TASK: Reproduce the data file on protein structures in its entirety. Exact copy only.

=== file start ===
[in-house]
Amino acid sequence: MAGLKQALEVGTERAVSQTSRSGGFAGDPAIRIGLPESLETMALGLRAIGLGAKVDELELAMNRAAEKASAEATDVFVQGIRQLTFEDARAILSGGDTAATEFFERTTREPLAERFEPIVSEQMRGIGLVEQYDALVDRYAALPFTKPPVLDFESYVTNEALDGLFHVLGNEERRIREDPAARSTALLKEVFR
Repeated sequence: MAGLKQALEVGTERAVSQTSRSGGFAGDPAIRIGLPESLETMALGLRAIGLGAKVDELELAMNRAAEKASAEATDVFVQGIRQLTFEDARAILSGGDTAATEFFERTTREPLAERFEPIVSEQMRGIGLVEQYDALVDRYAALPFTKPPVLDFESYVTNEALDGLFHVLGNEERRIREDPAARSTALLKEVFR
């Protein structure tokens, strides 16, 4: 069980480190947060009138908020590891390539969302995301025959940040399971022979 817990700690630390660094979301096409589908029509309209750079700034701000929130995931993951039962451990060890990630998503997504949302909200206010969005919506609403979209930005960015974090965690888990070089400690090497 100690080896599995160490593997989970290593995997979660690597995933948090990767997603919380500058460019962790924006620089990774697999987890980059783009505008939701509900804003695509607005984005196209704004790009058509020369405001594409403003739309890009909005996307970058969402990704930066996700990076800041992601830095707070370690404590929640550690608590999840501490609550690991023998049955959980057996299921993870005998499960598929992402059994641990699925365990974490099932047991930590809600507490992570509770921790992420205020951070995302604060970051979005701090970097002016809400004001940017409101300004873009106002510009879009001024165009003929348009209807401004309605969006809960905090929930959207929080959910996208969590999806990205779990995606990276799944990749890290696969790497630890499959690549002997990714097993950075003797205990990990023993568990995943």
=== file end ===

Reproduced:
[in-house]
Amino acid sequence: MAGLKQALEVGTERAVSQTSRSGGFAGDPAIRIGLPESLETMALGLRAIGLGAKVDELELAMNRAAEKASAEATDVFVQGIRQLTFEDARAILSGGDTAATEFFERTTREPLAERFEPIVSEQMRGIGLVEQYDALVDRYAALPFTKPPVLDFESYVTNEALDGLFHVLGNEERRIREDPAARSTALLKEVFR
Repeated sequence: MAGLKQALEVGTERAVSQTSRSGGFAGDPAIRIGLPESLETMALGLRAIGLGAKVDELELAMNRAAEKASAEATDVFVQGIRQLTFEDARAILSGGDTAATEFFERTTREPLAERFEPIVSEQMRGIGLVEQYDALVDRYAALPFTKPPVLDFESYVTNEALDGLFHVLGNEERRIREDPAARSTALLKEVFR
């Protein structure tokens, strides 16, 4: 069980480190947060009138908020590891390539969302995301025959940040399971022979 817990700690630390660094979301096409589908029509309209750079700034701000929130995931993951039962451990060890990630998503997504949302909200206010969005919506609403979209930005960015974090965690888990070089400690090497 100690080896599995160490593997989970290593995997979660690597995933948090990767997603919380500058460019962790924006620089990774697999987890980059783009505008939701509900804003695509607005984005196209704004790009058509020369405001594409403003739309890009909005996307970058969402990704930066996700990076800041992601830095707070370690404590929640550690608590999840501490609550690991023998049955959980057996299921993870005998499960598929992402059994641990699925365990974490099932047991930590809600507490992570509770921790992420205020951070995302604060970051979005701090970097002016809400004001940017409101300004873009106002510009879009001024165009003929348009209807401004309605969006809960905090929930959207929080959910996208969590999806990205779990995606990276799944990749890290696969790497630890499959690549002997990714097993950075003797205990990990023993568990995943």